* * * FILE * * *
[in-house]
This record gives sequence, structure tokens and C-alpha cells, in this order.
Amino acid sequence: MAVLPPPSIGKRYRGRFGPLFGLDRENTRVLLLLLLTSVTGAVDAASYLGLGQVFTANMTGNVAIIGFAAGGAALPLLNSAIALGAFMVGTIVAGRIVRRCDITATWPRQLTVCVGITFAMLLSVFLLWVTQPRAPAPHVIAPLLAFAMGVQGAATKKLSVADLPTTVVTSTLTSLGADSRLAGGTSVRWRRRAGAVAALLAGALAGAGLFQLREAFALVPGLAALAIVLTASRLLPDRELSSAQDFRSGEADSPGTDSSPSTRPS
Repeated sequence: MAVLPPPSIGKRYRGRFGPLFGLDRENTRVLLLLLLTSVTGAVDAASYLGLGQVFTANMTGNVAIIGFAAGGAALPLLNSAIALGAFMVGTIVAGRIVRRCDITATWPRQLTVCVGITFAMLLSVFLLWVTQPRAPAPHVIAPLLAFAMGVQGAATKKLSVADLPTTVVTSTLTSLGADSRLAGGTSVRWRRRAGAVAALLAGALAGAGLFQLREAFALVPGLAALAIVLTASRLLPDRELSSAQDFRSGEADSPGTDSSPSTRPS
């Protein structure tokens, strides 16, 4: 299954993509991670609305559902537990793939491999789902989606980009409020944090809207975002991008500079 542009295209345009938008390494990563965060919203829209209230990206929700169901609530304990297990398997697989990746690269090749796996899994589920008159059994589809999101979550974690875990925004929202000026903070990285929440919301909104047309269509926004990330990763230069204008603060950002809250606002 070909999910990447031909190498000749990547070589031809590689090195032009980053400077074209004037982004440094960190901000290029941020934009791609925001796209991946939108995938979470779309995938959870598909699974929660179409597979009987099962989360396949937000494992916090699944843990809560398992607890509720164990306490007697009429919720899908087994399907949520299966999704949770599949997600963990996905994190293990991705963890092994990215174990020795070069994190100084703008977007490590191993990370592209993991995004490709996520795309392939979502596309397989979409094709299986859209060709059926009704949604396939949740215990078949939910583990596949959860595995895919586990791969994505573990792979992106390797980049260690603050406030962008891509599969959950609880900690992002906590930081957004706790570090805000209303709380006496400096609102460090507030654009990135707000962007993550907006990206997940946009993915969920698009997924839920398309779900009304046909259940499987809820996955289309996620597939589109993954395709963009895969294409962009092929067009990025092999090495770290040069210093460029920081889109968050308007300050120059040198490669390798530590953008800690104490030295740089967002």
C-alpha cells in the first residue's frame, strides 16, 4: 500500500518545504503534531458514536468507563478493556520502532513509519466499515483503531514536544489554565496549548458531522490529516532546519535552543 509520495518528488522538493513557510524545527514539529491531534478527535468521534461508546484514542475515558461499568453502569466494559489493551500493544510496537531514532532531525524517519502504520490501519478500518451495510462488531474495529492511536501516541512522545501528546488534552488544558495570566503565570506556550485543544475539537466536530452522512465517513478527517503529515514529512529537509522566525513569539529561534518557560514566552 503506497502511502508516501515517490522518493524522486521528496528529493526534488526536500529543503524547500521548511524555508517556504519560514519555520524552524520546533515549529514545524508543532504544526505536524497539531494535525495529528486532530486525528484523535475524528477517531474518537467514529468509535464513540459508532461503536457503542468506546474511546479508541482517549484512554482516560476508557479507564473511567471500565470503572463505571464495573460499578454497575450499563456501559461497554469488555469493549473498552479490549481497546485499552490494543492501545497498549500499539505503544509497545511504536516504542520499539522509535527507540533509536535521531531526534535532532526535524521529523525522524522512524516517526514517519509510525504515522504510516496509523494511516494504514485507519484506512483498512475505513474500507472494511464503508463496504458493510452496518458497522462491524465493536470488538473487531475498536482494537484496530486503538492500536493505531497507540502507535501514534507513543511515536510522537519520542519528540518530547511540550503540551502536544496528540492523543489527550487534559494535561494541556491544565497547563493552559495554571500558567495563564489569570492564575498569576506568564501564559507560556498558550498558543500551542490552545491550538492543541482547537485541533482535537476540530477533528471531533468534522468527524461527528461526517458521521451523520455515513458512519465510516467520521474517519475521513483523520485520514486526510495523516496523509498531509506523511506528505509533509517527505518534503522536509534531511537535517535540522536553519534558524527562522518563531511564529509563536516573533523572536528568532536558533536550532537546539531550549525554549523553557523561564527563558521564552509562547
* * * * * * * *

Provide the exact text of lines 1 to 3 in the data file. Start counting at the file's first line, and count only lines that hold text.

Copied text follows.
[in-house]
This record gives sequence, structure tokens and C-alpha cells, in this order.
Amino acid sequence: MAVLPPPSIGKRYRGRFGPLFGLDRENTRVLLLLLLTSVTGAVDAASYLGLGQVFTANMTGNVAIIGFAAGGAALPLLNSAIALGAFMVGTIVAGRIVRRCDITATWPRQLTVCVGITFAMLLSVFLLWVTQPRAPAPHVIAPLLAFAMGVQGAATKKLSVADLPTTVVTSTLTSLGADSRLAGGTSVRWRRRAGAVAALLAGALAGAGLFQLREAFALVPGLAALAIVLTASRLLPDRELSSAQDFRSGEADSPGTDSSPSTRPS